No other entity uses the Corps’ risk rating system, making it difficult to compare Corps dams with others. The Corps said it uses risk categories to make repairs “in the most efficient way within a limited budget.”

“The risk assessment information we share is actually better information to help people prepare for a potential problem on a dam,” said Rebecca Ragon, the Corps’ national dam inventory manager.

The PA review also found that some federal departments lack consistent policies for releasing dam data. The Bureau of Land Management and the US Fish and Wildlife Service – both part of the US Department of the Interior – released details of the hazards and condition of their dams.

But the department’s Bureau of Reclamation, which oversees 430 dams in the West, denied the AP’s request for public records on the condition of the dams, citing a legal exemption for “information compiled for enforcement purposes.” of the law”. The bureau said in an email that disclosing the status of the dams “would compromise the protection of our facilities and enable targeted attacks on critical infrastructure.”

Data from other states is also limited or missing.

Alabama has an agency to regulate dams, so there are no condition or hazard ratings for its approximately 2,200 dams.

Illinois doesn’t assign state ratings because grouping dams into categories “is terribly subjective” and “doesn’t have enough value to justify the resources needed to do so,” the engineer said. State Dam Safety, Paul Mauer Jr. However, the state is working with dam owners to make necessary repairs.

New Jersey and Texas provided AP with a total number of poor or unsatisfactory high-risk dams, but did not identify them by name. New Jersey has not released terms for the dam, but plans to do so by the end of May as part of a recent policy change. Texas declined to release the hazard classifications, citing a state law that keeps the “technical details” of critical infrastructure vulnerable to terrorism confidential.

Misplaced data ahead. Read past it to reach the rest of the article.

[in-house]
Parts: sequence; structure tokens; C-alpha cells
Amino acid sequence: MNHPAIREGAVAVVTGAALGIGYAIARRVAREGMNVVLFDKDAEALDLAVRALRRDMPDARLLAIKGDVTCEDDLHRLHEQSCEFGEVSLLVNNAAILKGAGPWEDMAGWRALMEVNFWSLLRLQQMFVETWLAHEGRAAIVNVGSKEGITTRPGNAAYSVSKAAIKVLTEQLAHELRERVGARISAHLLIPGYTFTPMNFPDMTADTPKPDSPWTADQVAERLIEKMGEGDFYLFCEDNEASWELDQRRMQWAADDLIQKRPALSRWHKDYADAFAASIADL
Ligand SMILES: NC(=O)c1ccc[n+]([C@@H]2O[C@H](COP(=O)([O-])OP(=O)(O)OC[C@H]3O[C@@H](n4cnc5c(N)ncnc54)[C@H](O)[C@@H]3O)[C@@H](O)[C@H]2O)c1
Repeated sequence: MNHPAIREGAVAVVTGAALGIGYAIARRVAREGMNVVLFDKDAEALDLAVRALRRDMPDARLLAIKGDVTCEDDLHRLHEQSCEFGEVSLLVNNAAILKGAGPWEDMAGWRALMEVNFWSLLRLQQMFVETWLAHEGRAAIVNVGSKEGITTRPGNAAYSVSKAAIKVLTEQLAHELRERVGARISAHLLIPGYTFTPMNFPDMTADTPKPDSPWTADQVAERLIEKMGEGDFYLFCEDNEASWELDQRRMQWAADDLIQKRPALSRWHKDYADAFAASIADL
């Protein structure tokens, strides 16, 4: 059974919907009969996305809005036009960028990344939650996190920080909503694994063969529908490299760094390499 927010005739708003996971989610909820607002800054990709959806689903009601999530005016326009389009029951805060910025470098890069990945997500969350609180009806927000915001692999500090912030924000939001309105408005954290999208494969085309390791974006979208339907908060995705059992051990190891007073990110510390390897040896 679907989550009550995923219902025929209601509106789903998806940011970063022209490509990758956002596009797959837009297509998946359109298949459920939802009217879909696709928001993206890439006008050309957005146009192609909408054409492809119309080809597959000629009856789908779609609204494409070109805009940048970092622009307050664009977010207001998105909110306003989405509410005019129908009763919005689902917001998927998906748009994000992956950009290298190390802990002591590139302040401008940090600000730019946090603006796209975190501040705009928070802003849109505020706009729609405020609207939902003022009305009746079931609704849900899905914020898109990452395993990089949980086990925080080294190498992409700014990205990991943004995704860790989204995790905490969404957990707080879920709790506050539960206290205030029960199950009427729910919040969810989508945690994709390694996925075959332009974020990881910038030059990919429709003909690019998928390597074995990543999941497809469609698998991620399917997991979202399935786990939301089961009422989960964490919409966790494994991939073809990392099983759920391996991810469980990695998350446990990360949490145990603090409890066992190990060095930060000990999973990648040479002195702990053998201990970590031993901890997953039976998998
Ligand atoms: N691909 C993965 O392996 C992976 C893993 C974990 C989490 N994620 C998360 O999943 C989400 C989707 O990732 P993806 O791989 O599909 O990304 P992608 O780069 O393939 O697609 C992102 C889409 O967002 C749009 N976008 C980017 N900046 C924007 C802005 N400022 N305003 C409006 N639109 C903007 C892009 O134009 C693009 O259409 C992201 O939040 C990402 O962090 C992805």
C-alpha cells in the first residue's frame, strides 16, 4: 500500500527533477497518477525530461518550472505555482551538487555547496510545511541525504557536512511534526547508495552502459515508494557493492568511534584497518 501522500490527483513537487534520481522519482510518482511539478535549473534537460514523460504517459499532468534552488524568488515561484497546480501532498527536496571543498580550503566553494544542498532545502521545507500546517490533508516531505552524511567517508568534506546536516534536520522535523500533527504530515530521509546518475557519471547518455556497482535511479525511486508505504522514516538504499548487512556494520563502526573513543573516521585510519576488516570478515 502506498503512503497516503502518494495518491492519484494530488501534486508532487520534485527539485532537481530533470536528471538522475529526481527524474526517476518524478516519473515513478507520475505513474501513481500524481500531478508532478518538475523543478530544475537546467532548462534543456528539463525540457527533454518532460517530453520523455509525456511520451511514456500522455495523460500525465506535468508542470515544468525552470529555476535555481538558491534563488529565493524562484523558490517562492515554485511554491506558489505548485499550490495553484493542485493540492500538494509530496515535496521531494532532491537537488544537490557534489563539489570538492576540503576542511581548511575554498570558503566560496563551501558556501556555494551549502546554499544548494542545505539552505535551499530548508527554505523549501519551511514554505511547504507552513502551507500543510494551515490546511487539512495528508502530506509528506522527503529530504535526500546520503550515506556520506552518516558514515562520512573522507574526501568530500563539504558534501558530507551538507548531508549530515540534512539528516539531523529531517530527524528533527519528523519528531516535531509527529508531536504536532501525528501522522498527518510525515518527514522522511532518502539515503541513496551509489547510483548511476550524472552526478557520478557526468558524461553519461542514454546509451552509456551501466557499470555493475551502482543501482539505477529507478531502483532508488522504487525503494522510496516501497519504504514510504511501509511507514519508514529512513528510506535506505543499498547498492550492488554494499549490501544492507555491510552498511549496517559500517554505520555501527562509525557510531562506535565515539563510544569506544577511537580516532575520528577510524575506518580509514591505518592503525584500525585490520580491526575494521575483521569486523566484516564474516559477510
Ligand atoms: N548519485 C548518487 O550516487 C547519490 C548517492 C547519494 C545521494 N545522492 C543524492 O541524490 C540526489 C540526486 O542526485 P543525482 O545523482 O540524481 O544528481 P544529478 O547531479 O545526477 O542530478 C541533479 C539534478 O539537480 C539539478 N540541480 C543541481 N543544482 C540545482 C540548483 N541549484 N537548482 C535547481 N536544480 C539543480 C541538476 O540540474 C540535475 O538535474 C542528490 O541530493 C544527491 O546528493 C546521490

The National Dam Inventory contains neither the hazard classification nor a condition for the Rockwall-Forney Dam, which dams Lake Ray Hubbard to supply water to more than one million people in the Dallas area.

A 2021 inspection document provided to the AP by Dallas shows the dam is classified as high risk and has several issues, including a fractured gate and a large void in the rocks lining the left side. A more in-depth inspection report is not complete.

While an overall condition rating isn’t available, “none of these things are of immediate concern,” said Sally U. Mills-Wright, assistant manager of water production at Dallas Water Utilities.

Without access to information, it is difficult for the public to verify this.

Because dam failures have big consequences, the public should be made aware of a dam’s hazard rating and what’s in its downstream flood zone, said Travis Attanasio, a former dam inspector. who is president-elect of the Texas chapter of the American Society of Civil Engineers.

“You may not necessarily be in a floodplain, but if a dam were to break, you could still face a lot of water,” he said.